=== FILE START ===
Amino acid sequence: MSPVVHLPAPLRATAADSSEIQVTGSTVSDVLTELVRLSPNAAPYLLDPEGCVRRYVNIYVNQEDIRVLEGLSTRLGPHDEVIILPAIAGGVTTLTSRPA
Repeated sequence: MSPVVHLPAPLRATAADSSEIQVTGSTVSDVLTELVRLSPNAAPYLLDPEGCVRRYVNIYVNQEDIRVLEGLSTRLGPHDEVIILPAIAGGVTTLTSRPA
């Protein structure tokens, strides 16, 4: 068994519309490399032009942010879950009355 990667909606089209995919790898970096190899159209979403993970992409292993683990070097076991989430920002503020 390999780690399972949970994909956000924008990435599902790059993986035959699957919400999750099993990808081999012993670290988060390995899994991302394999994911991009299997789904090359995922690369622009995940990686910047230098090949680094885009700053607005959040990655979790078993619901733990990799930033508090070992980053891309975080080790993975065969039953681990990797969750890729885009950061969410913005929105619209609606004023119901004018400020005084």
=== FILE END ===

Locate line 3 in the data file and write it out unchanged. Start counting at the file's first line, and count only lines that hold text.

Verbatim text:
């Protein structure tokens, strides 16, 4: 068994519309490399032009942010879950009355 990667909606089209995919790898970096190899159209979403993970992409292993683990070097076991989430920002503020 390999780690399972949970994909956000924008990435599902790059993986035959699957919400999750099993990808081999012993670290988060390995899994991302394999994911991009299997789904090359995922690369622009995940990686910047230098090949680094885009700053607005959040990655979790078993619901733990990799930033508090070992980053891309975080080790993975065969039953681990990797969750890729885009950061969410913005929105619209609606004023119901004018400020005084």